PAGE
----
ComReg admits to paying rebates to 5G auction winners
Irish mobile operators paid €78m for 5G mobile spectrum but can’t fully access it
ComReg did not disclose how many of the five operators who collectively agreed to pay €78 million to access the spectrum two years ago are receiving a rebate
The communications regulator has confirmed it is paying rebates to mobile operators who successfully bid for space on the State’s radio spectrum nearly two years ago as they can’t fully access it to roll out new services, including 5G.
Successful bidders of ComReg’s 3.6 GHz licence award auction in May 2017 are becoming increasingly frustrated at the fact that they are unable to proceed with their network plans because an existing operator, who was using the spectrum prior to the auction, has yet to fully vacate from it.
Some industry sources have suggested that at least one bidder is considering taking legal action if progress isn’t made to resolve the issue shortly.
ComReg did not disclose how many of the five operators who collectively agreed to pay €78 million to access the spectrum two years ago are receiving a rebate. It also refused to reveal how much has been paid out to date.
Individual operators contacted by The Irish Times also declined to comment on the issue.
Prior to the auction, the 3.6Ghz band had been used primarily by wireless mobile operators to provide services to 21,665 customers mainly in rural areas.
ComReg opted to re-auction the spectrum, however, to facilitate more capacity for operators so that they could use it for new services. This includes 5G, which promises faster mobile speeds than existing mobile technology networks, as well as increased security and reliability.
Five mobile operators – Vodafone, Three Ireland, Meteor, Imagine and UK entrant Airspan – agreed to pay a combined €78 million for 15-year licences at the auction with €60.5 million of that being paid upfront.
Winning bidders agreed to a transition agreement allowing existing operators to continue to use the spectrum until the auction winners were ready to roll out their services.
However, while all agreed to the transition agreement, thousands of customers who relied on the spectrum to receive broadband services are still on it. This has led to frustration among the winning bidders.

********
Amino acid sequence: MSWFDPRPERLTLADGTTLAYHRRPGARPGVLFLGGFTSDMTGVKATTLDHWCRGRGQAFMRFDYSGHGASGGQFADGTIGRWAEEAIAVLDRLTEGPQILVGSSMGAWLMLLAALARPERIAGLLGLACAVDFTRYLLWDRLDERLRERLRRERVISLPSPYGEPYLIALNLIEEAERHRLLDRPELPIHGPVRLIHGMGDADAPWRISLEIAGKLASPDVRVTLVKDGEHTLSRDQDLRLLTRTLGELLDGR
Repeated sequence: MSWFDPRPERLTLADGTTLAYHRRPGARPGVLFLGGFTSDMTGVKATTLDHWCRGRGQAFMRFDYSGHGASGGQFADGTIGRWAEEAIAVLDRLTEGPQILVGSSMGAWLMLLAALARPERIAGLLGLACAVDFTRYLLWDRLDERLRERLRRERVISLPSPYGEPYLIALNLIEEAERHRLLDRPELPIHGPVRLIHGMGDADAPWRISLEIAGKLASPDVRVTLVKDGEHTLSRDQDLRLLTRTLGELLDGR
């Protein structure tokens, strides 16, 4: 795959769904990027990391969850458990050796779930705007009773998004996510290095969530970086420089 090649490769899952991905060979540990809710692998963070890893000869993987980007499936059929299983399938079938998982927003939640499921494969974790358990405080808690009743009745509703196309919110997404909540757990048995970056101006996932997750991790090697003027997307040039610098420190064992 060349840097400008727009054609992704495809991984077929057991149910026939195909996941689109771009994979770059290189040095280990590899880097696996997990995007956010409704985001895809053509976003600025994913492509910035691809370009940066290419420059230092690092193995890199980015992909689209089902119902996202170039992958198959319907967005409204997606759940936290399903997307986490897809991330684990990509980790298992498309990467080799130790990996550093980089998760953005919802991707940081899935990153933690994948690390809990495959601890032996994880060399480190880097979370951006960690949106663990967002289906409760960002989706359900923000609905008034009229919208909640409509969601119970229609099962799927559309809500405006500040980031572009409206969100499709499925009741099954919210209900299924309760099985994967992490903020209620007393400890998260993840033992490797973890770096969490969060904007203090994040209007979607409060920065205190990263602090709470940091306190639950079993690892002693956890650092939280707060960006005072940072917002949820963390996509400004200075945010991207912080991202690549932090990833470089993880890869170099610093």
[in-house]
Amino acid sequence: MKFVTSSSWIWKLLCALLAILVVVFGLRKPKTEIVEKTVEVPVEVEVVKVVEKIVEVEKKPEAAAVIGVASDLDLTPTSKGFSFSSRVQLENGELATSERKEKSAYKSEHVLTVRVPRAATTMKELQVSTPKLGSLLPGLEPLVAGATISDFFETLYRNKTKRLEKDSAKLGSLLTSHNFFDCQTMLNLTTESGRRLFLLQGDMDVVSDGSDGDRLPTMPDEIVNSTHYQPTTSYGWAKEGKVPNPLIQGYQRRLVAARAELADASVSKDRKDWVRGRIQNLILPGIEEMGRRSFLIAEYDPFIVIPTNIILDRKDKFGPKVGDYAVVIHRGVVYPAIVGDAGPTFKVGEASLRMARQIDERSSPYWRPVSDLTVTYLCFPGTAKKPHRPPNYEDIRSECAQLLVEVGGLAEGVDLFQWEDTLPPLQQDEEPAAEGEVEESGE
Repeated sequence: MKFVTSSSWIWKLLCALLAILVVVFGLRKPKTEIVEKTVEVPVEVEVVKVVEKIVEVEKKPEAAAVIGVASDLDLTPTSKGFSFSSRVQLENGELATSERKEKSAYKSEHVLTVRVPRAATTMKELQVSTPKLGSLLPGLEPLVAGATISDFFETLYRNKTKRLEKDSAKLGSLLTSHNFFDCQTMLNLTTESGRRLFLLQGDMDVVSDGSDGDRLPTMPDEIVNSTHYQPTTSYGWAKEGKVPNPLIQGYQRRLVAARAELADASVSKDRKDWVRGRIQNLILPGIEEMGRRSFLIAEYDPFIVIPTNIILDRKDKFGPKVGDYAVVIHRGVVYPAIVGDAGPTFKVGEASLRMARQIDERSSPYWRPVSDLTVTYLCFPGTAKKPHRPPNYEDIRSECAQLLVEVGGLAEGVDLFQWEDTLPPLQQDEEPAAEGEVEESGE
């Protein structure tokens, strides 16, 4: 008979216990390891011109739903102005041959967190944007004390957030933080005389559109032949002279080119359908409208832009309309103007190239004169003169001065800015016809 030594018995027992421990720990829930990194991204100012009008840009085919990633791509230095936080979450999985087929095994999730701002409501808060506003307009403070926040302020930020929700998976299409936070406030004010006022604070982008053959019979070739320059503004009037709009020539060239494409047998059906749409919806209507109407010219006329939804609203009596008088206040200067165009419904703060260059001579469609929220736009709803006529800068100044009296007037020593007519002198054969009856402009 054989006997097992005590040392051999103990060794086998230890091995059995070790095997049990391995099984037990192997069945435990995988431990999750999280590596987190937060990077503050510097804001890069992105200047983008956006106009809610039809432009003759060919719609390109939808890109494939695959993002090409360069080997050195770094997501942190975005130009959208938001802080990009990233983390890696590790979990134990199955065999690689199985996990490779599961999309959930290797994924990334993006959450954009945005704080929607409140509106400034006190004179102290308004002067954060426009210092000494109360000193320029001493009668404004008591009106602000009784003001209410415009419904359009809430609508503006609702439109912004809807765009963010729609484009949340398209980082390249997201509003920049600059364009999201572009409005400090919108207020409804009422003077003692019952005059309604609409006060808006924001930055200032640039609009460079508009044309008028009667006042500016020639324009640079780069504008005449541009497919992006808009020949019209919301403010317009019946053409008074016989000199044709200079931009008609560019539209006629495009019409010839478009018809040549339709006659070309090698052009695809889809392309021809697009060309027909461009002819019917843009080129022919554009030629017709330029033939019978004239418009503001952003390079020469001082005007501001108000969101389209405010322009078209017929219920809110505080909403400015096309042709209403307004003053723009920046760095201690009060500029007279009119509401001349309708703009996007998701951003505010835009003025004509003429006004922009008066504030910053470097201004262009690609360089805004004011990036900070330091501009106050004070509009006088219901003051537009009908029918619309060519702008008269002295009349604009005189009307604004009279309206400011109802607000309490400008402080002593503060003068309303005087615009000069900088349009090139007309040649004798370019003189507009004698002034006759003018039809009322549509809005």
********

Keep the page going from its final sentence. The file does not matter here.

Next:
Vodafone, which last month confirmed it intends to introduce the Republic’s first commercial 5G network later this year, paid out the highest sum at the auction, shelling out nearly €23 million for 85MHz in four rural regions and 105 MHz in cities.
As the highest bidder and the operator most eager to introduce 5G, Vodafone is believed to be most affected by the delay in removing customers from the spectrum.
While the company declined to comment on the subject, Liam O’Brien, the company’s director of strategy and external affairs, told the Dáil communications committee last June that the fact that another operator was still on the spectrum meant that “money that was paid to ComReg to purchase the spectrum is now being effectively drip-fed back to some operators”.
“It has been a very lengthy process. It has probably been longer than those who are trying to get access to the spectrum to provide services would have anticipated,” Mr O’Brien told the committee.
ComReg said the transition arrangements for the spectrum award were designed so that customers could continue to receive services while the new operators were planning their network rollout.
“It has taken some operators longer than we had originally intended to finalise their plans, and existing uses have continued in the meantime in some areas. However a substantial amount of the 3.6GHz spectrum is available for use by new operators,” a spokesman said.
“When the new operators inform us of their plans for each area, we arrange for the spectrum to be cleared in good time to enable them to roll out their networks,” he added.